Plants link above- and belowground subsystems, and a recent study in AoB PLANTS suggests that their phylogenetic relationships leave a “fingerprint” on belowground communities. Gorman et al. found that after correcting for evolutionary history, tree species identity influenced belowground arthropod communities through plant functional traits. These data suggest that plant species structure may be an important predictor in shaping associated soil arthropod communities and further suggest the importance of better understanding the extended consequences of evolutionary history for ecological processes, as similarity in traits may not always reflect similar ecology.
The importance of regeneration to plant habitat specialization has been poorly studied. ten Brink et al. examine the adaptive association between germination ecology and specialization to either forest or open habitats in a comparative experiment using 17 congeneric species pairs with contrasting habitat preference. They find that seeds of forest and open habitat species respond differently to environmental cues. In a conceptual model they show that species from the two habitats are adapted to utilize different windows of opportunity in time (season) and space (habitat), and they suggest that phases in the plant life cycle other than the established phase should be considered important in adaptive specialization.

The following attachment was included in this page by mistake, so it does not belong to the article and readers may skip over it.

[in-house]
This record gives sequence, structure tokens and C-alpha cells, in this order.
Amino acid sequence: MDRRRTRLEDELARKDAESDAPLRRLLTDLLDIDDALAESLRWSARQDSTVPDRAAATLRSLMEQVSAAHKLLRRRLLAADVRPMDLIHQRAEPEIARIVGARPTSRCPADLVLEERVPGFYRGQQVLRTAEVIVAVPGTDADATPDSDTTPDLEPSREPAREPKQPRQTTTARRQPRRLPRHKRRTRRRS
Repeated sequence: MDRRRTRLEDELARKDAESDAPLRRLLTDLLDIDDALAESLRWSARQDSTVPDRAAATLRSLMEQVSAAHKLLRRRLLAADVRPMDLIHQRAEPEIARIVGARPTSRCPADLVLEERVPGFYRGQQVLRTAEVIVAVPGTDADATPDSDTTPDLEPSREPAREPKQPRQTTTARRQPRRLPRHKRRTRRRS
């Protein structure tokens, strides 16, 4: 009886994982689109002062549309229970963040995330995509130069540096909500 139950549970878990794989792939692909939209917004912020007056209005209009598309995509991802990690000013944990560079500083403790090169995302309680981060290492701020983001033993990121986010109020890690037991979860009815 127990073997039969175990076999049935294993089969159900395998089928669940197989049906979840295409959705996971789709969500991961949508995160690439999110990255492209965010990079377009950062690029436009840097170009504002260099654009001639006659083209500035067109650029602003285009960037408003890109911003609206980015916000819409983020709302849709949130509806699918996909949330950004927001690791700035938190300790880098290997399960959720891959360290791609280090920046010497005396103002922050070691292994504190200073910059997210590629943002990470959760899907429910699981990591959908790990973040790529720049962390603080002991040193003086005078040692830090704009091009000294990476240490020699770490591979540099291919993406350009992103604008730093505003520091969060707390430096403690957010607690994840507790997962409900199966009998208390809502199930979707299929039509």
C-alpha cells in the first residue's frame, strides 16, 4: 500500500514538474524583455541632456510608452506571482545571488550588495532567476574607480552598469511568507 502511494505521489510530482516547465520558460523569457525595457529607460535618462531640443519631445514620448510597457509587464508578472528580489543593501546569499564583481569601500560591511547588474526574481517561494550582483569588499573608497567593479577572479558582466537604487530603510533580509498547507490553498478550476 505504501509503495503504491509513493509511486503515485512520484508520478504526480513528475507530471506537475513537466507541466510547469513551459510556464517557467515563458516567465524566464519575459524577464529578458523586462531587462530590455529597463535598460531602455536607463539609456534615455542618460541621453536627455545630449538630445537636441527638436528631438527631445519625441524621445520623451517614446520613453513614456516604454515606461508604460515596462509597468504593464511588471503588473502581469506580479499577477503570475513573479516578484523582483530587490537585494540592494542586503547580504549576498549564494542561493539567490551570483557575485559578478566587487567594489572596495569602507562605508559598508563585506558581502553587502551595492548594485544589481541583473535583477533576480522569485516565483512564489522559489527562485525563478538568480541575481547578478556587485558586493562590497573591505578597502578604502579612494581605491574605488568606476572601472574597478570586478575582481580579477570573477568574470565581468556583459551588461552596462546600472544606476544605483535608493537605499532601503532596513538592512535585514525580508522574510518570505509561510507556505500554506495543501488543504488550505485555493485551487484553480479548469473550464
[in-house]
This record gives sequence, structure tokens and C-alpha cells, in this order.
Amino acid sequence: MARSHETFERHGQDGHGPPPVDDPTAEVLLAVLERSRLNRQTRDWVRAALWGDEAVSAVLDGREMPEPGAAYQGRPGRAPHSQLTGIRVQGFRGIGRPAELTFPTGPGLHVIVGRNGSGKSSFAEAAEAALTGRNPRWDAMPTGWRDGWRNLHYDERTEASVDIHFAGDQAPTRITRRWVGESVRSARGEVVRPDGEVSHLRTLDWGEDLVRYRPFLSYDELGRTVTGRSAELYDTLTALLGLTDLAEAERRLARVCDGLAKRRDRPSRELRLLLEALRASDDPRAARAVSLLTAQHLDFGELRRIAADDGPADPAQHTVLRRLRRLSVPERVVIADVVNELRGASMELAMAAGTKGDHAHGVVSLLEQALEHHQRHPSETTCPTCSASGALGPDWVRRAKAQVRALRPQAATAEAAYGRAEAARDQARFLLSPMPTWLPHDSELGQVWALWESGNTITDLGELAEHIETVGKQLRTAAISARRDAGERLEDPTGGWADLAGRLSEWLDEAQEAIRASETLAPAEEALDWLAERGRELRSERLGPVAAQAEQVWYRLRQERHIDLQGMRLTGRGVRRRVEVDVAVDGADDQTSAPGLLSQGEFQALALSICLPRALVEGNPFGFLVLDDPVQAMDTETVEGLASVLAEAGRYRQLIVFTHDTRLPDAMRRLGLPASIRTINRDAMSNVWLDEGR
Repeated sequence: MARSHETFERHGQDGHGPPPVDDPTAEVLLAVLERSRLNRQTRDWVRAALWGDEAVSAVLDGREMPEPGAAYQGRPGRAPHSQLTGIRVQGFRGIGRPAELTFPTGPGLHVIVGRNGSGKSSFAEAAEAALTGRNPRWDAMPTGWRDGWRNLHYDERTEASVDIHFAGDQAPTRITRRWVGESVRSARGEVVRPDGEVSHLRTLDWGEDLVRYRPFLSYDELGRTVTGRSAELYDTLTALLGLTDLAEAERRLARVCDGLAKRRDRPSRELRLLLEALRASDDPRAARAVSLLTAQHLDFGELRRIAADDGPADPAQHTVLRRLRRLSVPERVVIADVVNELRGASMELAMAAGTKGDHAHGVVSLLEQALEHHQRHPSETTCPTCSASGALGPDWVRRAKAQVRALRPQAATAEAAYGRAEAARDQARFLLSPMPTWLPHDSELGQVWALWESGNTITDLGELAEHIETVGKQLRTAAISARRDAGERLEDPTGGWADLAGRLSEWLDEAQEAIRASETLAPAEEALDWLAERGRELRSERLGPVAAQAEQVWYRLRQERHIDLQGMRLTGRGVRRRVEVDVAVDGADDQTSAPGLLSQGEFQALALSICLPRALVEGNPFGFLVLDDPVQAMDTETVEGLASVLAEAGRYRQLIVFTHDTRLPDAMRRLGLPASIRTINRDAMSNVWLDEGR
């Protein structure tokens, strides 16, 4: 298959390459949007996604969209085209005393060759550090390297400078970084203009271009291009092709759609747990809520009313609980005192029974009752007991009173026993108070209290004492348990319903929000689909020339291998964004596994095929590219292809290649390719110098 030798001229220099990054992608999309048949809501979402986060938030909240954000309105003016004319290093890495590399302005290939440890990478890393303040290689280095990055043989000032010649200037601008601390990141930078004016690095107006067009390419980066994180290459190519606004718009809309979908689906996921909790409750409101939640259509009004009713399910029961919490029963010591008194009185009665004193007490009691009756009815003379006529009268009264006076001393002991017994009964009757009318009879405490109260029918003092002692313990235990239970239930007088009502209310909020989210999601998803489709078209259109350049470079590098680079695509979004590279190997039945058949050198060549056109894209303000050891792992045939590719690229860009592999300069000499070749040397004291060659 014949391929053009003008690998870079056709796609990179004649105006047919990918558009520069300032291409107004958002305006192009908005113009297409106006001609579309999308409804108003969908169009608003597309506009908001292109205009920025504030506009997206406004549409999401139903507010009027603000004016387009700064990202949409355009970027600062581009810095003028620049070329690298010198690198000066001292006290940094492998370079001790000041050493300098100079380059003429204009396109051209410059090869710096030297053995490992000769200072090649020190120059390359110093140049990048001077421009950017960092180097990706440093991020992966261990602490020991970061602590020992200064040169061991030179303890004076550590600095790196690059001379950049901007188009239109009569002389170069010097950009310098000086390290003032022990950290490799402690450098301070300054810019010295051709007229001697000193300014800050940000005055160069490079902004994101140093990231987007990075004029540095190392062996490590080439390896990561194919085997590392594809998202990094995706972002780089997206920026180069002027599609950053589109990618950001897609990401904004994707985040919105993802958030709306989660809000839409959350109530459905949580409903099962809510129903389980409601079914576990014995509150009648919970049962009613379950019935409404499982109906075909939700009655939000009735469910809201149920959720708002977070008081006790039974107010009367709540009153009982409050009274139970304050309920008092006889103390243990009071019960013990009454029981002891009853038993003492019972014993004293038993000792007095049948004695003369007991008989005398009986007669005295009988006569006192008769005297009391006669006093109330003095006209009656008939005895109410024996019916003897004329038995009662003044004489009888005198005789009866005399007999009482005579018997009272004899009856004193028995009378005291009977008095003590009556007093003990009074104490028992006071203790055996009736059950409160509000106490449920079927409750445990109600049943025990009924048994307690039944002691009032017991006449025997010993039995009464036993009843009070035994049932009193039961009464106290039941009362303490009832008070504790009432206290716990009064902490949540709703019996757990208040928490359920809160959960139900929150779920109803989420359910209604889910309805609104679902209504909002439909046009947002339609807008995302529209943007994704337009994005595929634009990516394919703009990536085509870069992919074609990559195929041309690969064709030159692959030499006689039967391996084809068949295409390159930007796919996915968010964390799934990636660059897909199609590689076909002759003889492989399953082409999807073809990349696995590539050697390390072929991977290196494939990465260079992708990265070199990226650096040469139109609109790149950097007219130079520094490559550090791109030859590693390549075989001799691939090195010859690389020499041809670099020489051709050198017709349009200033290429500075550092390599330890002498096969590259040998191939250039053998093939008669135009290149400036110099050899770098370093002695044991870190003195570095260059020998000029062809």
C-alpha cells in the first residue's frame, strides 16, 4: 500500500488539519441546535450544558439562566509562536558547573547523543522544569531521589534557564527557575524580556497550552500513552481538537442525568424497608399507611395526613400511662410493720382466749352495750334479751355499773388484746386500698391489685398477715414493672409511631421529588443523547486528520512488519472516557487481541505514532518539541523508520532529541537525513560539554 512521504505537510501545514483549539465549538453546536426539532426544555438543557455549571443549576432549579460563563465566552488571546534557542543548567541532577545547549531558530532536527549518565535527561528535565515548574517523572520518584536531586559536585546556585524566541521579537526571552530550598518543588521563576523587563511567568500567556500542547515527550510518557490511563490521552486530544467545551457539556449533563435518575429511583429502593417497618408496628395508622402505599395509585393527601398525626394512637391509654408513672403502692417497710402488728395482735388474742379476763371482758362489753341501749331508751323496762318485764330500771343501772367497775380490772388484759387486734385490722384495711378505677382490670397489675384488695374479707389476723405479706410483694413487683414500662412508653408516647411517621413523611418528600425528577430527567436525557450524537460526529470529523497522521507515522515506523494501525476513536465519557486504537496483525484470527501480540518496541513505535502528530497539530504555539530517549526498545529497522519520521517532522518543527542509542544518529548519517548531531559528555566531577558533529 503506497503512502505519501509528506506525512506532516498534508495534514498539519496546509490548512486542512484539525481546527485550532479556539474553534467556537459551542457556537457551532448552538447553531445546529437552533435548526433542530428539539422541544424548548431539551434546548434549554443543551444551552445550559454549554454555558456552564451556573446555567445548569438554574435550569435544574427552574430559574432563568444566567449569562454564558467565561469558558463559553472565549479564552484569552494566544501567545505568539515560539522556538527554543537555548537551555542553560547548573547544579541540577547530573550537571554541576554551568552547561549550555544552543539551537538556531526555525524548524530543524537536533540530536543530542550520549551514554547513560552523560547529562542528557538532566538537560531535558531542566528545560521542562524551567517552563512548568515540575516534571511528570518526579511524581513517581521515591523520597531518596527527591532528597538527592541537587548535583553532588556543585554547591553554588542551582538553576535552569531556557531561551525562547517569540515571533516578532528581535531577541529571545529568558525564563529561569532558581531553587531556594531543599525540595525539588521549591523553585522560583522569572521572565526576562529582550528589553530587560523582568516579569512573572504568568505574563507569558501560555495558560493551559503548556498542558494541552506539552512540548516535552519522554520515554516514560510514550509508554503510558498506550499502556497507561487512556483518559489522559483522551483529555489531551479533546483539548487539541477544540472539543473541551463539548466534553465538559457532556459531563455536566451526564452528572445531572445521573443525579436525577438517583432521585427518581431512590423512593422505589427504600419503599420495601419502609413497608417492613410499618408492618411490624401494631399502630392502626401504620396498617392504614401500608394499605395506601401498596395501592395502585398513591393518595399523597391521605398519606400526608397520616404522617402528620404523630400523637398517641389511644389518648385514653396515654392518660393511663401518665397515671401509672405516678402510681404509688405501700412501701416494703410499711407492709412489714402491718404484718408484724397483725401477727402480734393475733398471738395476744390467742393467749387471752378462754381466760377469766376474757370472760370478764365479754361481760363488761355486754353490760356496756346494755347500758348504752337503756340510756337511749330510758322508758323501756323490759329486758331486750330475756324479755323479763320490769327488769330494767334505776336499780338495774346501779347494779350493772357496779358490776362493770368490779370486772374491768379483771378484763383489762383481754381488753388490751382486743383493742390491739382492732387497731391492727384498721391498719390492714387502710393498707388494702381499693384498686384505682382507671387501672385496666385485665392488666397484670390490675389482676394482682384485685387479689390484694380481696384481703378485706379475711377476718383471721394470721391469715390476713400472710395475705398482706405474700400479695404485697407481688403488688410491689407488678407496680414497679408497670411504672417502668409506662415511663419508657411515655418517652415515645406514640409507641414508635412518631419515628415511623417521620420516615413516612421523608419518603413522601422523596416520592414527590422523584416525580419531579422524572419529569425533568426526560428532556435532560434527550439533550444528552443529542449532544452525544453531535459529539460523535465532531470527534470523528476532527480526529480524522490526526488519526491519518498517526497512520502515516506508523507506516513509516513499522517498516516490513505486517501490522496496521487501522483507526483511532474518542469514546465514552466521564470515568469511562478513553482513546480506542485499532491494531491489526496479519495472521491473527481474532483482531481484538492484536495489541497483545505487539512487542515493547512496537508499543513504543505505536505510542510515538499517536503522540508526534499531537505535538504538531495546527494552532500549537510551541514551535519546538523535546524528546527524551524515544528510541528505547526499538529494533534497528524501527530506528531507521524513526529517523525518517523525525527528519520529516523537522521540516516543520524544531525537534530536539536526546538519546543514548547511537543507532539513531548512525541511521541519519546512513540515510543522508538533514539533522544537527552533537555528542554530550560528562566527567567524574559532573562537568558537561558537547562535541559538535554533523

Fine-root decomposition is an important determinant of nutrient and carbon cycling in grasslands, but little is known about the factors controlling interspecific root decomposition. By studying 18 Mediterranean herbaceous species from different life histories and taxonomic groups, Birouste et al. demonstrate that the potential decomposition rate of fine roots is affected by root chemical composition but not by morphological traits. Patterns of root traits, including decomposition rate, mirror those of leaves, resulting in a similar clustering of species.